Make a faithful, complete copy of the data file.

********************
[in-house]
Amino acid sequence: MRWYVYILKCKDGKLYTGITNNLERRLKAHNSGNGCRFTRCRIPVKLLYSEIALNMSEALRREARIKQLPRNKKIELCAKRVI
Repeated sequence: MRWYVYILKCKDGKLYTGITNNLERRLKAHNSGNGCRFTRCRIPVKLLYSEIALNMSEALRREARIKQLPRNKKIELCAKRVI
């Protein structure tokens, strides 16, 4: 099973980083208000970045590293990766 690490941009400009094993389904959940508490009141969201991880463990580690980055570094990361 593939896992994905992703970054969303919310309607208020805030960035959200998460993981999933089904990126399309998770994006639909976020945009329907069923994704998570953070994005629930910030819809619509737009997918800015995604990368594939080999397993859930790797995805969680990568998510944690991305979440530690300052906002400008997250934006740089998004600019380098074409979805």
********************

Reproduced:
[in-house]
Amino acid sequence: MRWYVYILKCKDGKLYTGITNNLERRLKAHNSGNGCRFTRCRIPVKLLYSEIALNMSEALRREARIKQLPRNKKIELCAKRVI
Repeated sequence: MRWYVYILKCKDGKLYTGITNNLERRLKAHNSGNGCRFTRCRIPVKLLYSEIALNMSEALRREARIKQLPRNKKIELCAKRVI
């Protein structure tokens, strides 16, 4: 099973980083208000970045590293990766 690490941009400009094993389904959940508490009141969201991880463990580690980055570094990361 593939896992994905992703970054969303919310309607208020805030960035959200998460993981999933089904990126399309998770994006639909976020945009329907069923994704998570953070994005629930910030819809619509737009997918800015995604990368594939080999397993859930790797995805969680990568998510944690991305979440530690300052906002400008997250934006740089998004600019380098074409979805």